Breathing time: Caring for someone with emphysema

emphysemaCaring for someone with emphysema may or may not be necessary depending on the stage of the condition. People in whom this disease – which is part of a group of illnesses collectively known as chronic obstructive pulmonary disease (COPD) – is detected early may be able to manage it in such a way that they do not need help. But if the emphysema has been allowed to become severe, then a caregiver just might have his or her work cut out for him or her. You see, unchecked emphysema progressively makes one shorter and shorter of breath. And as Paul Heyman says, “if he can’t breathe, he can’t fight.”

As a matter of fact, if you can’t breathe, there’s a whole lot of things that you can’t do, at least not without help, and that’s where a caregiver comes in.

Some of the things that a caregiver may have to help someone with emphysema with are:

  • Getting dressed.
  • Personal hygiene.

Additionally, the caregiver may have to remind the patient to do certain things that help manage the condition – mainly by preventing respiratory infections – such as:

  • Proper hand-washing techniques.
  • Brushing and flossing their teeth every day and washing their mouths with an antibacterial after each meal.
  • Keeping breathing equipment clean.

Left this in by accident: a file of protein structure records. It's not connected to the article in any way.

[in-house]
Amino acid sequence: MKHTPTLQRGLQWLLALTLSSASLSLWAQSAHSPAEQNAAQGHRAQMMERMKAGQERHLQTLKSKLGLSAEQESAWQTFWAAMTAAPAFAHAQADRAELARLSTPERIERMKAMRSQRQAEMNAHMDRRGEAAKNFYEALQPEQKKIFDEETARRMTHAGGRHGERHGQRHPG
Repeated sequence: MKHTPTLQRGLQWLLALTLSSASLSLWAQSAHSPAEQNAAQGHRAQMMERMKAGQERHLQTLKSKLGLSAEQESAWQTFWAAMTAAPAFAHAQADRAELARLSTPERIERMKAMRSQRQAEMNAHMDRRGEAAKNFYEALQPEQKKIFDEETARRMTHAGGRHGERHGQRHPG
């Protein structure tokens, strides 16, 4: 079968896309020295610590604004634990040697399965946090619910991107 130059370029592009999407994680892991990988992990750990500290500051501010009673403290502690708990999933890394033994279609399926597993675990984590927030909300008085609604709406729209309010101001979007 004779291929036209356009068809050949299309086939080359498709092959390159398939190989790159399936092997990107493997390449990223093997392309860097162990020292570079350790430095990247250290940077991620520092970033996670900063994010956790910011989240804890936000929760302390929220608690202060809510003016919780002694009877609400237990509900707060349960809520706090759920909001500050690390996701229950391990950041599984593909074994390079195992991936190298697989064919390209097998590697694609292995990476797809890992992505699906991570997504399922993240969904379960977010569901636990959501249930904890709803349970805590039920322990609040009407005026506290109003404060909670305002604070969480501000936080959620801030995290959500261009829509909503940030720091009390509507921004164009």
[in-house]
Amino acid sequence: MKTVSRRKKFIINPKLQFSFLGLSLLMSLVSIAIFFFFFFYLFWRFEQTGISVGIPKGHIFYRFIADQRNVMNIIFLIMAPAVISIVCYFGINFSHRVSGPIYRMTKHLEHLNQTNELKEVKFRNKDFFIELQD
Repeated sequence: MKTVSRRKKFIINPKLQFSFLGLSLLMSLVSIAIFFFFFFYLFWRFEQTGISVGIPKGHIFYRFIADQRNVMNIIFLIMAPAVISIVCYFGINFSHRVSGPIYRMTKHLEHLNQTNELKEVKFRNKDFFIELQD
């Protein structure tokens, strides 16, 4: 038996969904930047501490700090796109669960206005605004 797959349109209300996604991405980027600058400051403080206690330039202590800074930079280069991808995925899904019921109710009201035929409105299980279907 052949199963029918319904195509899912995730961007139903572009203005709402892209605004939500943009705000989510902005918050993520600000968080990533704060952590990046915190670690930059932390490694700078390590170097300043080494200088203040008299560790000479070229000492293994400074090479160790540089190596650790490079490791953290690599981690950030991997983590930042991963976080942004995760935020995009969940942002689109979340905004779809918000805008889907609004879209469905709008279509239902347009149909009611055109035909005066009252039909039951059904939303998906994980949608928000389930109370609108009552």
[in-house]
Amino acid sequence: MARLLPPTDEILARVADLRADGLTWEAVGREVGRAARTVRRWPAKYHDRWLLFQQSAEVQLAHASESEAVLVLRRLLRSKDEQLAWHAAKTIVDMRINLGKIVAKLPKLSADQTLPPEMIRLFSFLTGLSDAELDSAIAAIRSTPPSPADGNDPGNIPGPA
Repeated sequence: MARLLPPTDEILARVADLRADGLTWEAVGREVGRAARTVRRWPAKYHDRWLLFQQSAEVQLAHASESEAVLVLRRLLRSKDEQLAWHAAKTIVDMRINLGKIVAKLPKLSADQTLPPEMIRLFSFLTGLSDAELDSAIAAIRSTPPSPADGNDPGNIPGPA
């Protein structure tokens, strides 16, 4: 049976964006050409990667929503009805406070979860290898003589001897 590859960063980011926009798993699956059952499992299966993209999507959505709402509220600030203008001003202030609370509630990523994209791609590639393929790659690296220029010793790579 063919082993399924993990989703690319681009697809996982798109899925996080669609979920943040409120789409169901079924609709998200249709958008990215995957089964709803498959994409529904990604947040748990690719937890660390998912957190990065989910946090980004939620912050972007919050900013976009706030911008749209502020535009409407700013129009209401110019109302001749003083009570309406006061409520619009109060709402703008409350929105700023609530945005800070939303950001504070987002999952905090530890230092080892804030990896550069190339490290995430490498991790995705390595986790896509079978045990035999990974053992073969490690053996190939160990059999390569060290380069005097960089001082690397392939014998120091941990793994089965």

• Keeping the household clean and dust-free.
  • Getting vaccinated against flu every year.
  • Taking their medication as prescribed.

And of course there are a few things that the caregiver may find himself needing to tell – not ask – the person with emphysema to do, for instance:

  • Quitting smoking.
  • Following a doctor-prescribed exercise regime.

The caregiver may even have to figuratively hold the patient by the hand and help them to steer clear from irritants other than cigarette smoke, including:

  • Exhaust fumes.
  • Strong perfumes.
  • Cleaning products.
  • Paint.
  • Varnish.
  • Pollen.
  • Pet dander.
  • Pollution in general.

There is at least one area however that the caregiver is solely in charge of, and that is oxygen therapy (if required). In such a case, the carer would be responsible for:

  • Checking oxygen levels.
  • Storing spare tanks.
  • Replace tanks when necessary.
  • One of the most desired traits for a person caring for someone with emphysema is the ability to plan ahead and prioritize:
  • Determine the least strenuous way for the person with emphysema to do things.
  • Rearrange the home to improve efficiency.
  • Decide what should be done first and what can be put off temporarily or indefinitely.
  • Schedule rest periods during the day.
  • Consider getting the person a utility cart to help them around with chores.

By way of example, having the person exercise regularly would be a priority, and another priority would be to avoid situations that would expose the patient to cold air, which can make breathing even more difficulty by causing spasms of the bronchial passages.


Related Read:

- Early symptoms of emphysema